A New Industrial Strategy for Europe. The VideoTalk with Gwenole Cozigou (DG GROW)


“A New Industrial Strategy for Europe. Steering the Recovery by Ensuring EU’s Strategic Autonomy?”. This is the title of the VideoTalk held on 16 July by I-Com – Institute for Competitiveness, with guest speaker Gwenole Cozigou, Director ‘Industrial Policy & Economic Analysis’, DG GROW, European Commission.

The VideoTalk was opened with a speech by I-Com President Stefano da Empoli. The main speaker, Gwenole Cozigou, then took the floor. There followed an open debate moderated by Mattia Ceracchi, I-Com Head of EU Affairs.

Bringing together EU institution representatives, research and business organisations, trade and consumer associations and other relevant stakeholders, the VideoTalk provided an opportunity to discuss the new set of industrial policy initiatives defined last March by the European Commission, aimed at supporting industry to lead on the twin green and digital transitions and stay competitive at a time of geopolitical uncertainty.

Are the measures taken to promote the exit from the crisis and the recovery of the European economy sufficient? What initiatives could be taken to meet the needs of the industrial sectors? Should the new European industrial strategy be reviewed in the light of the lessons of the pandemic? If so, how? On what guidelines should action be taken to strengthen the European Union’s open strategic autonomy? On which sectors, technologies, supply chains should we focus? What initiatives could be taken to reinforce the potential of the pharmaceutical industry? What role can the pharmaceutical industry play in supporting the EU’s open strategic autonomy? What measures does the new pharmaceutical strategy for Europe need to take in this direction?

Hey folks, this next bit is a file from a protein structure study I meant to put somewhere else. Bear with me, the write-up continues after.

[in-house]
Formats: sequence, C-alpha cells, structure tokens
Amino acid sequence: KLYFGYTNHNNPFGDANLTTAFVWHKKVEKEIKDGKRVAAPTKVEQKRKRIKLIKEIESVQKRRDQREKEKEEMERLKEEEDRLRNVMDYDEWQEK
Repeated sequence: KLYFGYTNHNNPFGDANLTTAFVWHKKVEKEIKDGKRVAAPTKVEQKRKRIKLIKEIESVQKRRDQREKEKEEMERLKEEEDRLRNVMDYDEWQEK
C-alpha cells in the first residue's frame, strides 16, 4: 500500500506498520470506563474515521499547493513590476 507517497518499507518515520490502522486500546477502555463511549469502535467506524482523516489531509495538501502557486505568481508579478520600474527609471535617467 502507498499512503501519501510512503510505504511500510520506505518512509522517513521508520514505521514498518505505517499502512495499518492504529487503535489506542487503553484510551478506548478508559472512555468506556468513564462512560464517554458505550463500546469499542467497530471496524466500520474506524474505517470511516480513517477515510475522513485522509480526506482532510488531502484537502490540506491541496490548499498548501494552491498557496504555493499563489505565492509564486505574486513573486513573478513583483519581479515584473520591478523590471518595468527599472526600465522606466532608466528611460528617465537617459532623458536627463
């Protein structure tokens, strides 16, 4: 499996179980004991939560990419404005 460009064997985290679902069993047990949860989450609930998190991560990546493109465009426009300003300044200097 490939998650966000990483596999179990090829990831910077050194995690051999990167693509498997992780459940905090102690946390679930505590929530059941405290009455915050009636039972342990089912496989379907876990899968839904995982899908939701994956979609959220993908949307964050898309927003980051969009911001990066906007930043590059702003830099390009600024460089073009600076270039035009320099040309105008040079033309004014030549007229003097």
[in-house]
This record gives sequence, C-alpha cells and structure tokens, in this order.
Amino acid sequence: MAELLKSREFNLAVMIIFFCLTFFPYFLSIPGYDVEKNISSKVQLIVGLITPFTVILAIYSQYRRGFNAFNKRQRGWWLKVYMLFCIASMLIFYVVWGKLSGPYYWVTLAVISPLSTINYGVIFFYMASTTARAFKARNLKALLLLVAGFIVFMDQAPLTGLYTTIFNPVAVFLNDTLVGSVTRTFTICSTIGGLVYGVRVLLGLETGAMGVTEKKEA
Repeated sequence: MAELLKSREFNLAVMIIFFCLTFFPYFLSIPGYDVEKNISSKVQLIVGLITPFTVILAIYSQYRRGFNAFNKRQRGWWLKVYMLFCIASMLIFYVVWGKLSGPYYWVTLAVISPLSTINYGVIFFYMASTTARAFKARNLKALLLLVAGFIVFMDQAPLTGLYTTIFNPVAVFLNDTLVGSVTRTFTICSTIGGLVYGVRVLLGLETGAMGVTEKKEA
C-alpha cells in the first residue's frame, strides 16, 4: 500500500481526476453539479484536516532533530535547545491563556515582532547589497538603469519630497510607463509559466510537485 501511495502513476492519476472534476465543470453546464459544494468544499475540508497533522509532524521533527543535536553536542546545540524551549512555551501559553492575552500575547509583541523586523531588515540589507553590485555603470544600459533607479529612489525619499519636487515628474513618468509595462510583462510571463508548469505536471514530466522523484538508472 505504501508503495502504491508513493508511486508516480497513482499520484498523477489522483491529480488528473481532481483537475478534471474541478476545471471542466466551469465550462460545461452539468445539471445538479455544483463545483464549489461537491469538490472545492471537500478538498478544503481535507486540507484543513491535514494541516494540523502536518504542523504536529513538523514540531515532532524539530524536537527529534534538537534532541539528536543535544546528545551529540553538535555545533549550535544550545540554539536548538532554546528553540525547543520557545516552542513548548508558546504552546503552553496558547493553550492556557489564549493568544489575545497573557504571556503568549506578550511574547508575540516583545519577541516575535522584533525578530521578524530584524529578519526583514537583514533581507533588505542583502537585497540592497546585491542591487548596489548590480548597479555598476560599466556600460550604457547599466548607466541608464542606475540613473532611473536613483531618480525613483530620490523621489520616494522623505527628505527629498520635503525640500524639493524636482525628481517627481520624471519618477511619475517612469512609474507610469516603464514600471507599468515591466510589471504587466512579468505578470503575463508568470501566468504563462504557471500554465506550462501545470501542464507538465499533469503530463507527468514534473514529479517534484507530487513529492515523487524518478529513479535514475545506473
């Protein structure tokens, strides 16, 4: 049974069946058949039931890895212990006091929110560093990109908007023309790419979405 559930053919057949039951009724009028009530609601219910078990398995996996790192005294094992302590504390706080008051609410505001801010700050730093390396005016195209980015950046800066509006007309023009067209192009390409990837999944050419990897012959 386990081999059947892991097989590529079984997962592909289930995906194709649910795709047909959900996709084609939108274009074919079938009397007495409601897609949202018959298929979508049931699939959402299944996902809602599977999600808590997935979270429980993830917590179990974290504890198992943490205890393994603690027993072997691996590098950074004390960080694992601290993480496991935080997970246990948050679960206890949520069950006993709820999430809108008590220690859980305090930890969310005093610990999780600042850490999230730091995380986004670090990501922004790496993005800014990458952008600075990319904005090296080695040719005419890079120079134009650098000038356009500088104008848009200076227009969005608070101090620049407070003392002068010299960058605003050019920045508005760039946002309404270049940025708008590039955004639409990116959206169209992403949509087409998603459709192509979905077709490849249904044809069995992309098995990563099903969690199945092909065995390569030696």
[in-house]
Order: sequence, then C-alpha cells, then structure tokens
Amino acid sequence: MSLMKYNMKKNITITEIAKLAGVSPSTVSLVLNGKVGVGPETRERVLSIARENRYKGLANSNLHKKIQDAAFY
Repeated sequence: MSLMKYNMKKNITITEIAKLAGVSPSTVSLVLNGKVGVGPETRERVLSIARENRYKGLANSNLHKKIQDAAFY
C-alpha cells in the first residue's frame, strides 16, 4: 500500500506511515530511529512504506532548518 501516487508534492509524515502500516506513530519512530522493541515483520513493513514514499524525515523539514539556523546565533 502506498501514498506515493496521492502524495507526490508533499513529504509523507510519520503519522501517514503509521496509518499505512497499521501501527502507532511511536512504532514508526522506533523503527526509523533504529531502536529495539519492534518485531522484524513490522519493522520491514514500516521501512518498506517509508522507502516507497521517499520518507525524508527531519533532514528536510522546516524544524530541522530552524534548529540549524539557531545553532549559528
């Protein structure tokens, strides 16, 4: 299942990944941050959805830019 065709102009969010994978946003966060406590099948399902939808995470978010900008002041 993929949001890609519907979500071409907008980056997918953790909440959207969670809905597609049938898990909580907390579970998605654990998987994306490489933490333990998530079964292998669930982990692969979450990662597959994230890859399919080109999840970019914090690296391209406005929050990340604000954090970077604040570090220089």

Participants agreed that the Covid-19 pandemic has made clear the need for the EU to strengthen and make its industrial system more resilient, so that it can be ready to face future shocks. For this reason, Europe’s industrial strategy will have to be built on a twofold basis: on the one hand, opening up to international trade as a source of prosperity and competitiveness; on the other, investing in strengthening its industrial production, diversifying sources of supply and avoiding excessive external dependence.

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